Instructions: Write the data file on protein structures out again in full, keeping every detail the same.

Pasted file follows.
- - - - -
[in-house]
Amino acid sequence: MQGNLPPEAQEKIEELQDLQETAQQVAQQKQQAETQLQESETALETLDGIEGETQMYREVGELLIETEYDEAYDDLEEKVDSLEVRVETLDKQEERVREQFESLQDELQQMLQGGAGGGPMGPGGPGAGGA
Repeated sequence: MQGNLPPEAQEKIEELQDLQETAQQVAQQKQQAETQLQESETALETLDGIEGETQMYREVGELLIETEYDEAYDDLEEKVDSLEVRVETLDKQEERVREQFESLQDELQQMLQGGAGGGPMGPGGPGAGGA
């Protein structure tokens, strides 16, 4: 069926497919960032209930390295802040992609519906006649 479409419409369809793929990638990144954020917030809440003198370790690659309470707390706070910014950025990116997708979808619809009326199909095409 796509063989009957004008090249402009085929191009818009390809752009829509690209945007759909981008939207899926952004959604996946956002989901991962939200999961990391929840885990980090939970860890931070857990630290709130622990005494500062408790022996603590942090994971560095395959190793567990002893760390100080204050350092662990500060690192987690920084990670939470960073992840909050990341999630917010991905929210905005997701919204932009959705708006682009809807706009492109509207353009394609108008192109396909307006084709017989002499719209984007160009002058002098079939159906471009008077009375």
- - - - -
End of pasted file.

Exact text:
[in-house]
Amino acid sequence: MQGNLPPEAQEKIEELQDLQETAQQVAQQKQQAETQLQESETALETLDGIEGETQMYREVGELLIETEYDEAYDDLEEKVDSLEVRVETLDKQEERVREQFESLQDELQQMLQGGAGGGPMGPGGPGAGGA
Repeated sequence: MQGNLPPEAQEKIEELQDLQETAQQVAQQKQQAETQLQESETALETLDGIEGETQMYREVGELLIETEYDEAYDDLEEKVDSLEVRVETLDKQEERVREQFESLQDELQQMLQGGAGGGPMGPGGPGAGGA
């Protein structure tokens, strides 16, 4: 069926497919960032209930390295802040992609519906006649 479409419409369809793929990638990144954020917030809440003198370790690659309470707390706070910014950025990116997708979808619809009326199909095409 796509063989009957004008090249402009085929191009818009390809752009829509690209945007759909981008939207899926952004959604996946956002989901991962939200999961990391929840885990980090939970860890931070857990630290709130622990005494500062408790022996603590942090994971560095395959190793567990002893760390100080204050350092662990500060690192987690920084990670939470960073992840909050990341999630917010991905929210905005997701919204932009959705708006682009809807706009492109509207353009394609108008192109396909307006084709017989002499719209984007160009002058002098079939159906471009008077009375």